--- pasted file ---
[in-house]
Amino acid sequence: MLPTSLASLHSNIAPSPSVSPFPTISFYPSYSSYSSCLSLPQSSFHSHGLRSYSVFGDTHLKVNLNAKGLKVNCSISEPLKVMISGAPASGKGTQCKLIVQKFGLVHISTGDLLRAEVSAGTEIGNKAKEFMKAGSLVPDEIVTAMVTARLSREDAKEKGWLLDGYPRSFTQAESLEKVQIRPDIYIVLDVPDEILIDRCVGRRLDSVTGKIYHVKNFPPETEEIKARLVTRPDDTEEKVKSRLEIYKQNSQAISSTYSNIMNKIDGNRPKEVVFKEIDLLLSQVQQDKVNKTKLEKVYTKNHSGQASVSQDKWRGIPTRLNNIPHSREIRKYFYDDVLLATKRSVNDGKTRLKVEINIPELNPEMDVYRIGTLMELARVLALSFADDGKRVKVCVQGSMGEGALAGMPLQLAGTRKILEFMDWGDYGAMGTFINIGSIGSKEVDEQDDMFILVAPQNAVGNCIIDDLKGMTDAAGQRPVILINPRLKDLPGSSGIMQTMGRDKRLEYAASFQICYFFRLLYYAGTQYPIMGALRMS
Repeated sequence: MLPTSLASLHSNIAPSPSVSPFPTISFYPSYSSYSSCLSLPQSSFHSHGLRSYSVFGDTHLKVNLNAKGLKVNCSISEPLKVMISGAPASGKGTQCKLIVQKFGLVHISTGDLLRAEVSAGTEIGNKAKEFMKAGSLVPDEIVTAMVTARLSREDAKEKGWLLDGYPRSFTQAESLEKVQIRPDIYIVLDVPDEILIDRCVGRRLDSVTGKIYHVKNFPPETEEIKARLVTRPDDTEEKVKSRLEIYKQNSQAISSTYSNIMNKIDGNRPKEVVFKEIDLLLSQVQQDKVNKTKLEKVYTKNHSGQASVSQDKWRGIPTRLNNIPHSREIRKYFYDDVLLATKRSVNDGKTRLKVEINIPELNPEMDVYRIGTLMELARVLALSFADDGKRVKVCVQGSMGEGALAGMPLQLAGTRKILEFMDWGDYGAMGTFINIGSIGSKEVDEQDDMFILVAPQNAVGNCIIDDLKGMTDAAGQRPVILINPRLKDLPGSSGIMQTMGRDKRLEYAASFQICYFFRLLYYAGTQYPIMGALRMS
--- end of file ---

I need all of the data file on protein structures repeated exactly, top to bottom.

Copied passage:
[in-house]
Amino acid sequence: MLPTSLASLHSNIAPSPSVSPFPTISFYPSYSSYSSCLSLPQSSFHSHGLRSYSVFGDTHLKVNLNAKGLKVNCSISEPLKVMISGAPASGKGTQCKLIVQKFGLVHISTGDLLRAEVSAGTEIGNKAKEFMKAGSLVPDEIVTAMVTARLSREDAKEKGWLLDGYPRSFTQAESLEKVQIRPDIYIVLDVPDEILIDRCVGRRLDSVTGKIYHVKNFPPETEEIKARLVTRPDDTEEKVKSRLEIYKQNSQAISSTYSNIMNKIDGNRPKEVVFKEIDLLLSQVQQDKVNKTKLEKVYTKNHSGQASVSQDKWRGIPTRLNNIPHSREIRKYFYDDVLLATKRSVNDGKTRLKVEINIPELNPEMDVYRIGTLMELARVLALSFADDGKRVKVCVQGSMGEGALAGMPLQLAGTRKILEFMDWGDYGAMGTFINIGSIGSKEVDEQDDMFILVAPQNAVGNCIIDDLKGMTDAAGQRPVILINPRLKDLPGSSGIMQTMGRDKRLEYAASFQICYFFRLLYYAGTQYPIMGALRMS
Repeated sequence: MLPTSLASLHSNIAPSPSVSPFPTISFYPSYSSYSSCLSLPQSSFHSHGLRSYSVFGDTHLKVNLNAKGLKVNCSISEPLKVMISGAPASGKGTQCKLIVQKFGLVHISTGDLLRAEVSAGTEIGNKAKEFMKAGSLVPDEIVTAMVTARLSREDAKEKGWLLDGYPRSFTQAESLEKVQIRPDIYIVLDVPDEILIDRCVGRRLDSVTGKIYHVKNFPPETEEIKARLVTRPDDTEEKVKSRLEIYKQNSQAISSTYSNIMNKIDGNRPKEVVFKEIDLLLSQVQQDKVNKTKLEKVYTKNHSGQASVSQDKWRGIPTRLNNIPHSREIRKYFYDDVLLATKRSVNDGKTRLKVEINIPELNPEMDVYRIGTLMELARVLALSFADDGKRVKVCVQGSMGEGALAGMPLQLAGTRKILEFMDWGDYGAMGTFINIGSIGSKEVDEQDDMFILVAPQNAVGNCIIDDLKGMTDAAGQRPVILINPRLKDLPGSSGIMQTMGRDKRLEYAASFQICYFFRLLYYAGTQYPIMGALRMS